queen and worker bees have morphological and social differences

What is the difference between queen bee and worker bee?

While they start with the same background, queens and worker bees turn out to be different. They all eat royal jelly in the first 3 days, but after that, only the bees that will continue to receive royal jelly will become queens. The rest will be fed honey and become workers.

what is the difference between queen bee and worker bee

We all know that queen honey bees are the ones that lay the eggs for future bees. Due to their preferential treatment, receiving only royal jelly as food, queens develop a reproductive apparatus of ovaries with 200 to 400 ovarioles and a spermateca.

From their 5th day of existence, queens can be fecundated by drones (bee males). They can be up to 40, but usually around 8 or 12. After the fecundation, the drones die.

The queen rests for a few days, and then she will start laying eggs for the rest of her life.
It will be very productive for the first 2 years. A queen can live up to 5 years, and there have been reports of queens living even for 8 years.

Do worker bees lay eggs?

Yes, they can, and they do. Even if their reproductive system is not as developed as it is in queens, they still have the ability to reproduce. But since the fecundation doesn’t exist, their eggs will be haploid and will develop into males. Scientists call this “arrhenotokous parthenogenesis” meaning that unfertilized eggs develop into males.

Curious right? How unfecundated eggs became males!

There are exceptions to this rule: the workers of the species Cape honey bee (Apis mellifera capensis) are able to lay diploid, female eggs by “thelytokous parthenogenesis” (all eggs are unfertilized and give rise to females).

Workers do not usually produce eggs when the queen is present in the colony. However, they can and sometimes do it. But the other worker bees are able to differentiate the eggs laid by workers from the ones laid by the queen, and quickly and selectively remove them from the colony. The drones the queens lay are enough!

read more on The jobs of a bee. What is the life of a bee?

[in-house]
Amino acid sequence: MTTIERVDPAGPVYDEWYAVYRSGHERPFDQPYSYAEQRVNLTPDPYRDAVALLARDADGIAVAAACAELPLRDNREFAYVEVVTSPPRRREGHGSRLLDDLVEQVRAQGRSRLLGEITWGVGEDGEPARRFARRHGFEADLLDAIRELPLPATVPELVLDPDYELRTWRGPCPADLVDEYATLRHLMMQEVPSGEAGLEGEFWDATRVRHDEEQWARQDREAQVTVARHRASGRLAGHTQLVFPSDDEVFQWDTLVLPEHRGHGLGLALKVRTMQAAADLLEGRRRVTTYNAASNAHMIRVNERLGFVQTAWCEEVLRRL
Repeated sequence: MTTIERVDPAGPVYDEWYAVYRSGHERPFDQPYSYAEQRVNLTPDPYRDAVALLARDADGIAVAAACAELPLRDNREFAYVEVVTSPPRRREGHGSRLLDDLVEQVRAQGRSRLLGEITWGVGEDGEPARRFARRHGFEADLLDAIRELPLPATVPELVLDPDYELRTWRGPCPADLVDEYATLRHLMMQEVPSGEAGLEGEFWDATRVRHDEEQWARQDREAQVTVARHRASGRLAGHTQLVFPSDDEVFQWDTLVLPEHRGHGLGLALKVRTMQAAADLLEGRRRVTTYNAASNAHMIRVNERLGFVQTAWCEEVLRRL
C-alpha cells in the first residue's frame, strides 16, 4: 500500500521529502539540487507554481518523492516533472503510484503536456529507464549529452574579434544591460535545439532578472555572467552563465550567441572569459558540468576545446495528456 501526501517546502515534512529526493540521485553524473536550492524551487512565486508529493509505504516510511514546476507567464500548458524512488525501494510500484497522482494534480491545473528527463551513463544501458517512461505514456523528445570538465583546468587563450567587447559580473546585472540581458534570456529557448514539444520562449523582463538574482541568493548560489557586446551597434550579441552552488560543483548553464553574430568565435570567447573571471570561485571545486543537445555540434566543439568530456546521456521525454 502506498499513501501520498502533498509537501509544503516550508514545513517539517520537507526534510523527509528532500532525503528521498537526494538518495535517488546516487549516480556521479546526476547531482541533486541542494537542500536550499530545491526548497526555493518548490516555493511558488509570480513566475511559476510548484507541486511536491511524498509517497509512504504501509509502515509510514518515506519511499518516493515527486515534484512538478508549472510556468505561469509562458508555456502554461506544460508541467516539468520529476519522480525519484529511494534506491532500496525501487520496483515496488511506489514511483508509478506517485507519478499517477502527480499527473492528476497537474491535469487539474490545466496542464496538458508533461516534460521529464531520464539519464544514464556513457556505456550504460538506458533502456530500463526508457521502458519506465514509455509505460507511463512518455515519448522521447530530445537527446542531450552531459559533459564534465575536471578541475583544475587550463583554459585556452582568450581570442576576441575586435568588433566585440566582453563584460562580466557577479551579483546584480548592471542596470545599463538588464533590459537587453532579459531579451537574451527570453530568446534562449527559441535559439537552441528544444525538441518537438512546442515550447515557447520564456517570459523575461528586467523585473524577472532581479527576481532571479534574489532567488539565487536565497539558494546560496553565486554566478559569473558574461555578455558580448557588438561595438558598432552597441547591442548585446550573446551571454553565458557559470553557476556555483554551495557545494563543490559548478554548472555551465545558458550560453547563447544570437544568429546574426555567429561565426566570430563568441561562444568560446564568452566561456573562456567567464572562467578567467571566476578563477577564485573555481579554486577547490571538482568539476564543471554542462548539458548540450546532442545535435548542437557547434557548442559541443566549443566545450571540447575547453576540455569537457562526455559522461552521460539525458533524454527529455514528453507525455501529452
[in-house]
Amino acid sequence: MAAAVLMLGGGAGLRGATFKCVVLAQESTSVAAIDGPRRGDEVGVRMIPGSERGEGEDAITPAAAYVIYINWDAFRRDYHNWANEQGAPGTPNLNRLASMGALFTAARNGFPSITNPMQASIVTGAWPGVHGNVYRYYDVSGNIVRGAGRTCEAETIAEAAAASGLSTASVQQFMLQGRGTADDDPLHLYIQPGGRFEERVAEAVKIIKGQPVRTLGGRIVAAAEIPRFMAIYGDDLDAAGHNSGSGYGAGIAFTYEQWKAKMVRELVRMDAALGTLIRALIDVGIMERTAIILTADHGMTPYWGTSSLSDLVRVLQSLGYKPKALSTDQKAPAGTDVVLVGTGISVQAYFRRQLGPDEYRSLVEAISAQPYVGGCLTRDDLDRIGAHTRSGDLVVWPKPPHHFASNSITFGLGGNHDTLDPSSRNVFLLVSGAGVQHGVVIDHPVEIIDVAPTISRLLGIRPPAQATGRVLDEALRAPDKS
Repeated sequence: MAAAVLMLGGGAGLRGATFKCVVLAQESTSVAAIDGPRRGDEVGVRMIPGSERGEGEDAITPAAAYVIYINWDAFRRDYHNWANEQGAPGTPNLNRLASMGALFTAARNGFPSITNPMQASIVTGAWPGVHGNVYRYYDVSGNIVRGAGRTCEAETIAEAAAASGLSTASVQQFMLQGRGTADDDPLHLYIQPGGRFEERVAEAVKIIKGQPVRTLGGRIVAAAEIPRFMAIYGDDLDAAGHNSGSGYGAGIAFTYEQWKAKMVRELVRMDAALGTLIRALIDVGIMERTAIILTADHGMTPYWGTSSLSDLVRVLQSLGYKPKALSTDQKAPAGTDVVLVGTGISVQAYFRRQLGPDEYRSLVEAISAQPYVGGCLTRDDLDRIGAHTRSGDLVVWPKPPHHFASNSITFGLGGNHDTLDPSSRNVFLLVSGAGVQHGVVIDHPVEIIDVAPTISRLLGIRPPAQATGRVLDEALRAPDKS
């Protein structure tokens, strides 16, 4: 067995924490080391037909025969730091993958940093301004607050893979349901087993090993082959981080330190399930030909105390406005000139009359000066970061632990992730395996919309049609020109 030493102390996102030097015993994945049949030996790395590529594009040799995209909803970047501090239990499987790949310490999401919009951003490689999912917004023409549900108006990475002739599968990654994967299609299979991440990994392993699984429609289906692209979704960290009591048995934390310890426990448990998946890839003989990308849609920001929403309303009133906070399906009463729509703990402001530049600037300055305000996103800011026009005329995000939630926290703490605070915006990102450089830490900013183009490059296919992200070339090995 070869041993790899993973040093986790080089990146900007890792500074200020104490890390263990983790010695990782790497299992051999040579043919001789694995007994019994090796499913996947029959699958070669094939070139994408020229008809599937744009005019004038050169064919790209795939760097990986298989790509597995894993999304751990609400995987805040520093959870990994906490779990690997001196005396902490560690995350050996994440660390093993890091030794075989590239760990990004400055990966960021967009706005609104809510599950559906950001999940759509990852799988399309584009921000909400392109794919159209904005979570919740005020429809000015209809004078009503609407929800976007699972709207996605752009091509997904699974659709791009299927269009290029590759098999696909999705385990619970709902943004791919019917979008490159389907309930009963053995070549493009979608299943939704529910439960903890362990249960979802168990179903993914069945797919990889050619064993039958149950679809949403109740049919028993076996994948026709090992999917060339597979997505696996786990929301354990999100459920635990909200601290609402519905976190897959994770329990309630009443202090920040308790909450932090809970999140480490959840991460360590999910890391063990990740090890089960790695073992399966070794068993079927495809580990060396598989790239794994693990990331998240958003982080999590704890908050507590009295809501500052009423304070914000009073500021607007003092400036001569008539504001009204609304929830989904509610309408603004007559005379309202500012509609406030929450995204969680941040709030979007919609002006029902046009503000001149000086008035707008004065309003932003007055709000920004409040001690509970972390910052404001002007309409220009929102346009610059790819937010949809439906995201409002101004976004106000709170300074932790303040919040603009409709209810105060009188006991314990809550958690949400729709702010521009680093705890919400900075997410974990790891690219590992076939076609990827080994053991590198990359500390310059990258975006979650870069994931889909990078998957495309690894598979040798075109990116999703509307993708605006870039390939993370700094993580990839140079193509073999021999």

What happens when the queen of a hive dies?

If the queen of a hive is lost and cannot be replaced, worker bees will lay as many eggs as they can. Unfortunately, their eggs will become drones (males) and drones can only fecundate the queen, nothing else. The colony will eventually break down due to lack of young workers.

What is the difference between queen bee and worker bee?

Worker honey bee Queen honey bee
– small body (80 – 110mg)
– wings as long as the body
– small abdomen
– much shorter vagina
– the valve fold is lacking
– reduced ovaries with less than 20 ovarioles
– specialized morphological traits: hypopharyngeal
glands, wax glands, notched mandibles and pollen baskets.- can lay 5 to 38 eggs for individual laying workers.
– larger body (150–250 mg)
– wings reach half their bodies
– huge abdomen
– rudimentary spermatheca that serves to store semen
– valve fold, thought to press ovulated eggs against the opening of the spermathecal duct
– ovaries with 200–400 ovarian filaments (ovarioles)
– spermatheca, which makes her able to perform one of her most important social tasks, laying eggs.
-During peak egg-laying periods, a queen may produce 1500 or more eggs/day.
queen and worker bee differences in shape
picture source: ncbi.nlm.nih.gov/pmc/articles/PMC9280171/


References and further readings:

Differences between queen- and worker-laid male eggs of the honey bee (Apis mellifera)



worker bee

Laura Bujor

Laura Bujor is the author and founder of HealthyWithHoney.com. She built this website as a personal journey to discover the power of honey and share it with the world. She learned directly from beekeepers and took a course in apitherapy. From a hobby, honey and apitherapy turned into a professional career. You can find her on LinkedIn, Facebook, Pinterest and X.

View all posts by Laura Bujor →

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